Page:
There is nothing like a life-changing experience to adjust your attitude toward life and people. I didn’t make my column deadline last Saturday because a freak accident landed me in MaineGeneral Medical Center with a fractured hip.

A friend called it “Rocco’s revenge.” That’s the name of my daughter’s dog that I took out at 9:30 at night so that he could do his business. I tripped over my little buddy while trying to avert an unleashed dog. This type of accident, according to hospital staff, ranks in the top five.

Following surgery and a stint on the third-floor orthopedic unit — I got lucky! I applied for and was admitted to the outstanding rehabilitation center inside MGM. Both the orthopedic and rehabilitation staff, I discovered, are world class.

By now you are wondering what any of this has to do with politics. Let me explain.

We all have opinions formed over time, but this hospital experience greatly modified some of my views on immigration. It seems real-time exposure to people from other countries goes a long way to understanding the value of each individual in the tapestry of diversification that is our great country.

I was amazed to learn from many of my caregivers where they came from and how they got here. Some of the people who served me came here the hard way from Brazil, Puerto Rico, Venezuela, Hungary and elsewhere. The old reporter in me caused me to search for their stories. In most cases the stories were dramatic, full of flight to freedom from tyranny, dictatorship and war.

One of my favorite nurses, Karina, in answer to my questions, told me how corrupt her country of Brazil had become. That country’s leader has just been impeached. She got out some time ago with the help of relatives already here in America. A marriage ended when her spouse seemed to change his attitude towards all immigrants — after 9/11.

Her hard-earned nurses degree enabled her to make it to MGM after starting at area nursing homes. She is concerned about her new country becoming politically corrupt like her nation of birth.

This woman impressed me with her courage and perseverance. She sincerely loves America and the invaluable job that she performs. Nights at the hospital were made bearable by Karina, the Brazilian diva, who was a concert pianist in her other life.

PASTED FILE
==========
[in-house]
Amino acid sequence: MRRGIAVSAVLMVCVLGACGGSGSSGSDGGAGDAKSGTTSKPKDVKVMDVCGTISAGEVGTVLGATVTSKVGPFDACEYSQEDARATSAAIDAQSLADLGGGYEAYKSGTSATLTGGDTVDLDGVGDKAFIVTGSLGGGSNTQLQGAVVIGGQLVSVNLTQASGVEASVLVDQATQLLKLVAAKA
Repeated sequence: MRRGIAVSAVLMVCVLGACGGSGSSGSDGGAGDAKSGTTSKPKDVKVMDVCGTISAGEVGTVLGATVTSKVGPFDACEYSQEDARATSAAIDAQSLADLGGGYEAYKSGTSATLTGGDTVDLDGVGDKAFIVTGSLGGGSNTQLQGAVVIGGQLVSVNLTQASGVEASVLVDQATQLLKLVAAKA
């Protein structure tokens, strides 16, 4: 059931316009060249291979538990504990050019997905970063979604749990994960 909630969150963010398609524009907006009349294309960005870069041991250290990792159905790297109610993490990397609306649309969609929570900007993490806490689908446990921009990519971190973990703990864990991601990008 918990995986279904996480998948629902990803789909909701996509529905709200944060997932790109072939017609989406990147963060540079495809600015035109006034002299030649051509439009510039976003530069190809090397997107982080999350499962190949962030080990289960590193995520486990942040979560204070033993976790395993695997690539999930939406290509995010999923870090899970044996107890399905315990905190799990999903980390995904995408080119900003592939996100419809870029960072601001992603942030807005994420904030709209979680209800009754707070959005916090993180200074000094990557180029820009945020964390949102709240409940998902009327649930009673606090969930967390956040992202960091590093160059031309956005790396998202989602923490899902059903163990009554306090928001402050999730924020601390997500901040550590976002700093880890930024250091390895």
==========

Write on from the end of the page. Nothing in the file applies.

Some of my excellent hospitalists included Dr. Simon, a Hungarian. Some of my physical therapists were also foreign born. They are all here among us for all the right reasons, foremost among them a desire to be free and to serve others.

My unexpected journey into another world at MGM began with introduction to a magnificent orthopedic surgeon who among other things works with an international soccer team. Two hours before my surgery, I asked Dr. Wexler where he had acquired his accent. As he left the room to prepare, this Brit, educated in London, turned and said in a charming English accent, “Millinocket.” (He had given prior service there.) A guy in a very serious business with a sense of humor. I instantly liked him.

The point of all this is that my new exposure to those who came here from elsewhere, often at great personal cost and hardship, has shown me the value to all of us from so many courageous and talented people. The other part of this story is the large number of rookies: ambitious, many young, and some not so young nurses, including one in her 50s, who just earned her degree from Kaplan University. On the orthopedic floor, young Brady, who commutes daily from Portland is a shining example of an excellent male nurse, while Stacy is a terrific young gal filled with love and compassion.

Downstairs in rehab, Kim, Melissa, Michelle in physical therapy and Debbie my discharge nurse were standouts. Even a nursing assistant, young Gracie, was a gem.

The orthopedic and rehab units at MGM are establishing themselves as the signature service of our local regional hospital and are earning recognition far and wide. The folks at MGM turned my misfortune into a positive learning experience about hospitals, the value of immigrants and the vibrant ambition of youth to serve their fellow man.

Thank you to all my new friends. I will never forget the caregivers at MGM. You truly exemplify the diversity and goodness of America.

Don Roberts is a veteran broadcaster, writer and political consultant. He has served Augusta as a city councilor at-large, charter commission vice chairman and utilities district treasurer.


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